Legal expert calls Susan Collins statement on Bolton 'weak tea' — and drops impeachment bombshell: Chief Justice can issue subpoenas
Former American Constitution Society president Caroline Fredrickson has some harsh words for U.S. Senator Susan Collins over the Maine Republican lawmaker’s statement on the John Bolton bombshell. Fredrickson also dropped a bombshell of her own, about the powers of the Chief Justice during an impeachment trial.
“It’s less than weak tea, it’s not even water,” Fredrickson said on MSNBC Monday morning. She was referring to Collins’ remarks on news Bolton’s unpublished book reveals Trump personally told the former National Security Advisor in August that he wanted to continue to withhold aid to Ukraine to extort that country into producing “dirt” on Joe Biden.
Collins, once thought of as a moderate, is now the most unpopular Senator in the country and facing a trough re-election. Her swings to the right and slight appearances to the left have decimated her credibility among Maine voters.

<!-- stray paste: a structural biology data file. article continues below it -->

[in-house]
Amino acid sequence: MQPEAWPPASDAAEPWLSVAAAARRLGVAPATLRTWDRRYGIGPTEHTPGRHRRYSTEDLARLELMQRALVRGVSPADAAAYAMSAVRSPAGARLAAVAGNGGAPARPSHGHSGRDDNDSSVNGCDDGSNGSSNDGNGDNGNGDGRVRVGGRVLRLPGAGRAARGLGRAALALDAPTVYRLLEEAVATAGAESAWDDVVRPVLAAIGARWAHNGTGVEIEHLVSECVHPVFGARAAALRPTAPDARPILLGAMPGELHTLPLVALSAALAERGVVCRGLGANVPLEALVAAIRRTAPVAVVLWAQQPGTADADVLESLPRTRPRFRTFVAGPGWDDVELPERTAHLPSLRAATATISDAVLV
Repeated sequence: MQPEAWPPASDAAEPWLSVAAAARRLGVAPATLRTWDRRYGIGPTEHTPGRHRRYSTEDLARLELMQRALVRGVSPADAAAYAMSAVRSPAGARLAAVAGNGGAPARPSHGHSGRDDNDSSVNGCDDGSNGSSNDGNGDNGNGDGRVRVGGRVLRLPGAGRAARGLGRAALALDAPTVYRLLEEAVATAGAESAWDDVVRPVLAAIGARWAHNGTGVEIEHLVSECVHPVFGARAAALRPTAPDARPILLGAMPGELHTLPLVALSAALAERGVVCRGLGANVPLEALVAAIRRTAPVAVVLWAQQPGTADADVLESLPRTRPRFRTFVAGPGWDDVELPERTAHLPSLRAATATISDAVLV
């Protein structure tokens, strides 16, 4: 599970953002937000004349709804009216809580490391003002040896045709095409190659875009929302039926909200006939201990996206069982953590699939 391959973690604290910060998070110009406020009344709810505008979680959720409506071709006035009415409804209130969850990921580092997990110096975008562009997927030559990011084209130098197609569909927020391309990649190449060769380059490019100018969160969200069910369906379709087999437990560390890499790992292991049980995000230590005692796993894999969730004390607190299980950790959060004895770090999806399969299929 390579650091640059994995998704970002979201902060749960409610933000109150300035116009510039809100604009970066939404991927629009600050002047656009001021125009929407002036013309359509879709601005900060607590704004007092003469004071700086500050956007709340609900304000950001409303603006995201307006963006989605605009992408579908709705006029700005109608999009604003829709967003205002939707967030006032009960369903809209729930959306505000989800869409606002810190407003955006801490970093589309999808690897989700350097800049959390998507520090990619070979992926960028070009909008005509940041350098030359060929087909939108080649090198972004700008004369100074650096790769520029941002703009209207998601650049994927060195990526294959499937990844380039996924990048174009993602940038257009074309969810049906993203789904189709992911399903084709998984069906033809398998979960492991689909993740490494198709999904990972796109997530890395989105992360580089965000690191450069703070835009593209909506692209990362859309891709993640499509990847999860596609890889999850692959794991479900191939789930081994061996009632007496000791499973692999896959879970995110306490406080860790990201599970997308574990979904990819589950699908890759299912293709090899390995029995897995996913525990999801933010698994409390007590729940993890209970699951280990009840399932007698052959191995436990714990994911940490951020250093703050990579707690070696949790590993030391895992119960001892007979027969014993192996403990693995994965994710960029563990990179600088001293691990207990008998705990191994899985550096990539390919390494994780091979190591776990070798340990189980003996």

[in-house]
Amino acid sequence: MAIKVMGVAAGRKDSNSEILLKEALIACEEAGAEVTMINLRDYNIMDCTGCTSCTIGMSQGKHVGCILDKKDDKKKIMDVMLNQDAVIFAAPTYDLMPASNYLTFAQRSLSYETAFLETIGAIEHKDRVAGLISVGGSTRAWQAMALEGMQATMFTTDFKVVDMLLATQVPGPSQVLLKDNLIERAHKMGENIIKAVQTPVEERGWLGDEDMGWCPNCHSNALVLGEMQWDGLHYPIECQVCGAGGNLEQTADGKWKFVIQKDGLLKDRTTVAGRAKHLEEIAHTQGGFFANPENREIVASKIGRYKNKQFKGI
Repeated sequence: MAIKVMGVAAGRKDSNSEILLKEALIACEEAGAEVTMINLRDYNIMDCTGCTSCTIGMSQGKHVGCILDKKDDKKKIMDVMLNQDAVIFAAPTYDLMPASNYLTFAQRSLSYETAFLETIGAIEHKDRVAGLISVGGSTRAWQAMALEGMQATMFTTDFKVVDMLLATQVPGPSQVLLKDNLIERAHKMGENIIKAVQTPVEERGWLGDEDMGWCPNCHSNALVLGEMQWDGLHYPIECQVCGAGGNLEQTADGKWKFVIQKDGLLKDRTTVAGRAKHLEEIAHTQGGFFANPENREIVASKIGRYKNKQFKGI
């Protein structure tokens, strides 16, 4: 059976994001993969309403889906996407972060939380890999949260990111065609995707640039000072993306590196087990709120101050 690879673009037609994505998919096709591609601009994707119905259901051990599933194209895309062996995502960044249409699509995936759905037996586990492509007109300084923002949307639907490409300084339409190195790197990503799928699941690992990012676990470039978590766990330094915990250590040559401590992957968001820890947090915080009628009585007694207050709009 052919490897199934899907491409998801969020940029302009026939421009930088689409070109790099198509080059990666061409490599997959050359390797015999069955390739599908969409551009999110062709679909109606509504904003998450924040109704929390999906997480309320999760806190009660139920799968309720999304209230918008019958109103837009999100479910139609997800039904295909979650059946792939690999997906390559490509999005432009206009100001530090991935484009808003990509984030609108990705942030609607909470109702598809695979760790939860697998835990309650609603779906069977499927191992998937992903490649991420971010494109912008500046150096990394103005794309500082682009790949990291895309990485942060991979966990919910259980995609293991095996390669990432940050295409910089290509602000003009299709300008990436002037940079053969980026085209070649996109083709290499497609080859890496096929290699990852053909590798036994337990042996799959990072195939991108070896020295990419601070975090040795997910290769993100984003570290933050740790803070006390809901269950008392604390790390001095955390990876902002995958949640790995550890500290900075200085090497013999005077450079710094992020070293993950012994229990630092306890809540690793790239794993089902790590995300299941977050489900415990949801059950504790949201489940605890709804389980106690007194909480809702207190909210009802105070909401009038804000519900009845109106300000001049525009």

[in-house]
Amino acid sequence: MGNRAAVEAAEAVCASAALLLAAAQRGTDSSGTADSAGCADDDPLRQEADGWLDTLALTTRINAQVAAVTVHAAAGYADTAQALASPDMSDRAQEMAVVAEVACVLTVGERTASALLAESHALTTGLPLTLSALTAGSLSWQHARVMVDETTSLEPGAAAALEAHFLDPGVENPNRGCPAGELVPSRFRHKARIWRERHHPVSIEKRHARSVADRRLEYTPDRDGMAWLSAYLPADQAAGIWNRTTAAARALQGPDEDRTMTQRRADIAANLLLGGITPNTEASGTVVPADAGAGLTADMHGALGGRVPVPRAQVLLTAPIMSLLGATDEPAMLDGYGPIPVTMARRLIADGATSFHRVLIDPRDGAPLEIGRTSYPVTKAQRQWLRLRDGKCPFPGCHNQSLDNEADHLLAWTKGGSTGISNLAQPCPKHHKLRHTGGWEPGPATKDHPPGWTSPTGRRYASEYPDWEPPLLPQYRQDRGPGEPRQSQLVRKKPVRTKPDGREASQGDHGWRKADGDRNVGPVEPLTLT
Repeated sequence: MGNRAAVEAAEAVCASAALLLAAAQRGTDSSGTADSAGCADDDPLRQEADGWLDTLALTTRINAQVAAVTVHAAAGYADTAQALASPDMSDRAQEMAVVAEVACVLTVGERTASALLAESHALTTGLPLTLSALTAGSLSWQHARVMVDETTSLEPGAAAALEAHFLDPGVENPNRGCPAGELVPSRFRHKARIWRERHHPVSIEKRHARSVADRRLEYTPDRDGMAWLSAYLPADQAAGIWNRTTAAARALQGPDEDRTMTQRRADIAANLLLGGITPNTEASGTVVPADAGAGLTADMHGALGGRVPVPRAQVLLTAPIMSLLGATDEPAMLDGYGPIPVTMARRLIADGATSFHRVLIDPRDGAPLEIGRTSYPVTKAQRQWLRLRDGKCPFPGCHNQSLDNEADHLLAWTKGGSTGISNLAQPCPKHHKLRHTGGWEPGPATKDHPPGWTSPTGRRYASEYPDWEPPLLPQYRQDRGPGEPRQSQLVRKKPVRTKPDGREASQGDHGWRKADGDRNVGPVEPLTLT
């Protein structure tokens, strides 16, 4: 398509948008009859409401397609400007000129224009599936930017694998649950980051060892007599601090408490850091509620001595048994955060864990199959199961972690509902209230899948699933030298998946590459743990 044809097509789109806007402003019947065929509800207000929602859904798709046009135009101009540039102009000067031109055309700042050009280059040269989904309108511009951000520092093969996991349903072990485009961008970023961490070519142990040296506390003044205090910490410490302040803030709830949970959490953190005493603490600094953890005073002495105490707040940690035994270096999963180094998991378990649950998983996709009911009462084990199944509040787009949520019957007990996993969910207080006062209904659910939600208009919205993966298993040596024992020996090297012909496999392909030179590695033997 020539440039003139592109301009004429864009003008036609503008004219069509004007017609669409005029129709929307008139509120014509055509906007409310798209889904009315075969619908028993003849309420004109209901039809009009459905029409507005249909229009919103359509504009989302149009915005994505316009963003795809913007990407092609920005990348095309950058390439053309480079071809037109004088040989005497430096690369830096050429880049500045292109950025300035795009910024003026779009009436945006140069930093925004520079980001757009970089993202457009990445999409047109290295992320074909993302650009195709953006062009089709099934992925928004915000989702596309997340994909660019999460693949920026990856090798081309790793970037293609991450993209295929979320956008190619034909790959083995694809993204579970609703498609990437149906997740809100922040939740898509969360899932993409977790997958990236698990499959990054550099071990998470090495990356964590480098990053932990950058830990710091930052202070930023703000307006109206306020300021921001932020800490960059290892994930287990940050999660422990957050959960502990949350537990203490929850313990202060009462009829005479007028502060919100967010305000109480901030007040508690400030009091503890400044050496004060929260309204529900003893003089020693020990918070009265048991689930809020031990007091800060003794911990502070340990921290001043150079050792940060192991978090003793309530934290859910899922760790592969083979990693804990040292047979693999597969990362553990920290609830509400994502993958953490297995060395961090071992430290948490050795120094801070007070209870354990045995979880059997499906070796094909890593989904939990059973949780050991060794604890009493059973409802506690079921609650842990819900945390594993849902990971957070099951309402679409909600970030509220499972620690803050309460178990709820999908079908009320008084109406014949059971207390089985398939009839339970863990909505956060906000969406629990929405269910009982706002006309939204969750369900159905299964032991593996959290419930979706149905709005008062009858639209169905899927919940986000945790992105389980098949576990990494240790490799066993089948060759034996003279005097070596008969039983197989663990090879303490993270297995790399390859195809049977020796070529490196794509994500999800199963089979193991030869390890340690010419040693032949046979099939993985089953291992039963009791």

“The reports about John Bolton’s book strengthen the case for witnesses and have prompted a number of conversations among my colleagues,” Collins said in a statement late Monday morning.
My statement on Bolton developments. https://t.co/3M59J7suts— Sen. Susan Collins (@Sen. Susan Collins) 1580140152.0
Fredrickson also revealed to MSNBC’s Chris Matthews that during an impeachment trial in the Senate the Chief Justice can issue subpoenas himself.
“In an impeachment trial executive privilege shouldn’t have weight at all,” she told MSNBC’s Chris Matthews, who was anchoring the 11 AM hour.
Matthews asked if Chief Justice John Roberts can “subpoena the documents,” referring toi the unpublished Bolton manuscript.
“He can. Under the rules of the Senate that pertain to impeachment hearings,” she explained, the Chief Justice “has the absolute power to do so.”